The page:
Southern Sites of Savannah
Explore historic cobblestone squares and antebellum architecture, sightseeing in Savannah, Georgia on this student educational field trip!
Journey to the beautiful and historic city of Savannah, Georgia. Established in 1733 when General James Oglethorpe landed on the shores of the Savannah River and proposed his famous urban city plan. Today Savannah is one of the largest urban historic districts in the United States and still includes twenty-two of the original squares laid out as the city planned by Oglethorpe himself. Students arrive at the historic downtown Savannah Visitor Center for an introduction to this oldest city in Georgia. After a short film, students tour the Savannah History Museum and begin to understand the rich history of early Native American culture and the impact of European settlements in Savannah. Continuing the day, students arrive at Old Fort Jackson, the oldest brick fortification on the east coast. At Fort Jackson, history comes alive, as students become Civil War soldiers. Student groups learn what life of a civil war solider was like, including battlefield communication skills and how to fire a cannon. Checking into the hotel in the late afternoon, students prepare for dinner at the famous Lady and Son’s Paula Dean restaurant before heading for a night at The Historic Savannah Theatre. Back in hotel rooms students rest for the following days activities sightseeing in Savannah.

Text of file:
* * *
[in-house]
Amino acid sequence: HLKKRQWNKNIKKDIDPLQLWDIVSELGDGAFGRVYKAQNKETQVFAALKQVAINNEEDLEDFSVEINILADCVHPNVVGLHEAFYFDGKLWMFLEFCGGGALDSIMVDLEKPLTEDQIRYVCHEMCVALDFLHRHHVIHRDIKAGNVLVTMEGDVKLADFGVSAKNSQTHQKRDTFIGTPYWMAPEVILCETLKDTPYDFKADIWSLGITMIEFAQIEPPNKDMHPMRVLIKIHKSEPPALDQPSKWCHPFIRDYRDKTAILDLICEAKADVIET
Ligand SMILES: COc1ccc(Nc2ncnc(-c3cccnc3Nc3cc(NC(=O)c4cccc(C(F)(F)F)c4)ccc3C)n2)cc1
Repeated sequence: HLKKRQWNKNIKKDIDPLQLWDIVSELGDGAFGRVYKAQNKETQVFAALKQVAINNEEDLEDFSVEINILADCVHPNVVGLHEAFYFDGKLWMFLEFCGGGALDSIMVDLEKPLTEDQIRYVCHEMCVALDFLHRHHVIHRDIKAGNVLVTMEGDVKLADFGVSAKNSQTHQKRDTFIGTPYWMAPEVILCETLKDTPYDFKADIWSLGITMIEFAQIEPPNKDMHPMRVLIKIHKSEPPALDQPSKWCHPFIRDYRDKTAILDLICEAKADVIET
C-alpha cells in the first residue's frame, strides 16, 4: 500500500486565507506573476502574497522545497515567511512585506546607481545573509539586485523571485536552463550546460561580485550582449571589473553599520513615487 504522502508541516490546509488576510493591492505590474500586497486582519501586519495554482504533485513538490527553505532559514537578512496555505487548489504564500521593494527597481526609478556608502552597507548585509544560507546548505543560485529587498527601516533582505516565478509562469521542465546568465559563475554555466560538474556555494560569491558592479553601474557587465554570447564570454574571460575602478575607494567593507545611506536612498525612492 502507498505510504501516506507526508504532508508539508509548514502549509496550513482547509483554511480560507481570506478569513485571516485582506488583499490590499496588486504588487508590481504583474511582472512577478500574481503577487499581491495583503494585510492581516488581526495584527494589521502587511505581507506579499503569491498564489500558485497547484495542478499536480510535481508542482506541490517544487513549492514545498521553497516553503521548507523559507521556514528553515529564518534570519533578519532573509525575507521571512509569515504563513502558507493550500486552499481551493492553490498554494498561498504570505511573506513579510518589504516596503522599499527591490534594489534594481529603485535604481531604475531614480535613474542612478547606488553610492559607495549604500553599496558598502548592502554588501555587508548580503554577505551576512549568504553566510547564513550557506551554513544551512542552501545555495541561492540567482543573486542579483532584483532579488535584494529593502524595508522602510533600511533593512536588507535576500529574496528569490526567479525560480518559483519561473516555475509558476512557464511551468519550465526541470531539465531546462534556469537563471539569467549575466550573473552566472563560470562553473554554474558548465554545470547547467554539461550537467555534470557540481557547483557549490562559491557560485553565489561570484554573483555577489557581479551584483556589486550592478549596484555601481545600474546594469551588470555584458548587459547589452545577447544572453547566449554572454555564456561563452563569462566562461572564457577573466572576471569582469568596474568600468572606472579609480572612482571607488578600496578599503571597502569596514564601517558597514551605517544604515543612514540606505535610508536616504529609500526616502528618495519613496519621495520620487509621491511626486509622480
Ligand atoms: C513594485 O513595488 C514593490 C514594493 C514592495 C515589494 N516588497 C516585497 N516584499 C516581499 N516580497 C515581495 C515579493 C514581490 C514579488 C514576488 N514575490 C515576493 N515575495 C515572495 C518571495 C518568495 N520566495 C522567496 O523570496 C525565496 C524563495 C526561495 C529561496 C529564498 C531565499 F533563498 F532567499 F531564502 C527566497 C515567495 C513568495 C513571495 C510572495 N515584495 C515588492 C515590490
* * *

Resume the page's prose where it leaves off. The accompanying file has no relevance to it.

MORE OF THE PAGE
The day begins as students board a horse-drawn carriage operated by Savannahs original carriage tour company. On the narrated tour, students are transported to the colorful past of historic Savannah, while observing antebellum architecture along the way. Next students tour the Owens-Thompson House and Slave Quarters, built by one of Savannah’s first cotton merchants in 1819, undoubtedly one of the finest examples of lavish architecture and gardens in the city. Before heading to lunch, students enjoy free time exploring the City Market for local artwork and souvenirs. In the afternoon, continuing with our student educational field trip, the group arrives at Wormsloe Historic Site, certainly one of the most famous driveways in the world. A breathtaking avenue sheltered by lives oaks and Spanish moss leads to the tabby ruins of Wormsloe plantation, the colonial estate of Nobel Jones who arrived in Georgia in 1733 with James Oglethorpe. Students follow the journey of the first settlers from England and learn about the challenges these early colonists faced. Similarly, the day continues with a short trip to the Pinpoint Heritage Museum, where students explore the rich history of the Gullah/Geechee culture. Formerly an Oyster and Crab factory, this close-knit community of freed African slaves share a rich history and intimate relationship with the natural environment to this day. Back at the hotel students prepare for dinner and a stroll along the riverfront open markets featuring local vendors. Finally, the evening ends as students board a trolley ghost tour. Listening to stories, students travel along legendary streets and shadowy squares of one of the most haunted cities in America! Snug in rooms, students rest for the final day in Savannah and journey home.